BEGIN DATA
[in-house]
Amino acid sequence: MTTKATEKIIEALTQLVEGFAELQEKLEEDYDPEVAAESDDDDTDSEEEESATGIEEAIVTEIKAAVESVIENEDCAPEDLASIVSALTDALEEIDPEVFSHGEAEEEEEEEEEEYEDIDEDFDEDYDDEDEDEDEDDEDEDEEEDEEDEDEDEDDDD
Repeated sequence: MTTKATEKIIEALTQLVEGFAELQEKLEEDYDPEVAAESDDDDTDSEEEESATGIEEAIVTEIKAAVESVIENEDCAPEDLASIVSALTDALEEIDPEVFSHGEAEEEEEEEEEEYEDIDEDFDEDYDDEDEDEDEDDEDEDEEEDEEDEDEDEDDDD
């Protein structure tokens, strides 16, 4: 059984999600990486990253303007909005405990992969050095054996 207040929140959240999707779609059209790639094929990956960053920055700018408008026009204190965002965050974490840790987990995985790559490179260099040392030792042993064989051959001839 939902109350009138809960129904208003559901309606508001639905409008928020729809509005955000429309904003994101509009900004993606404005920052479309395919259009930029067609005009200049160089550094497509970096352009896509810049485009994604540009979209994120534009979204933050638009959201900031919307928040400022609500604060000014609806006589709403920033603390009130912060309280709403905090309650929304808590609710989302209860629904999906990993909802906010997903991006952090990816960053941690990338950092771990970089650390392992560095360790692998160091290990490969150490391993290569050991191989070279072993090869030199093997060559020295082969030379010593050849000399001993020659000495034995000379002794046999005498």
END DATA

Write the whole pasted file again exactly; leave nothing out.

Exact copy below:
[in-house]
Amino acid sequence: MTTKATEKIIEALTQLVEGFAELQEKLEEDYDPEVAAESDDDDTDSEEEESATGIEEAIVTEIKAAVESVIENEDCAPEDLASIVSALTDALEEIDPEVFSHGEAEEEEEEEEEEYEDIDEDFDEDYDDEDEDEDEDDEDEDEEEDEEDEDEDEDDDD
Repeated sequence: MTTKATEKIIEALTQLVEGFAELQEKLEEDYDPEVAAESDDDDTDSEEEESATGIEEAIVTEIKAAVESVIENEDCAPEDLASIVSALTDALEEIDPEVFSHGEAEEEEEEEEEEYEDIDEDFDEDYDDEDEDEDEDDEDEDEEEDEEDEDEDEDDDD
């Protein structure tokens, strides 16, 4: 059984999600990486990253303007909005405990992969050095054996 207040929140959240999707779609059209790639094929990956960053920055700018408008026009204190965002965050974490840790987990995985790559490179260099040392030792042993064989051959001839 939902109350009138809960129904208003559901309606508001639905409008928020729809509005955000429309904003994101509009900004993606404005920052479309395919259009930029067609005009200049160089550094497509970096352009896509810049485009994604540009979209994120534009979204933050638009959201900031919307928040400022609500604060000014609806006589709403920033603390009130912060309280709403905090309650929304808590609710989302209860629904999906990993909802906010997903991006952090990816960053941690990338950092771990970089650390392992560095360790692998160091290990490969150490391993290569050991191989070279072993090869030199093997060559020295082969030379010593050849000399001993020659000495034995000379002794046999005498």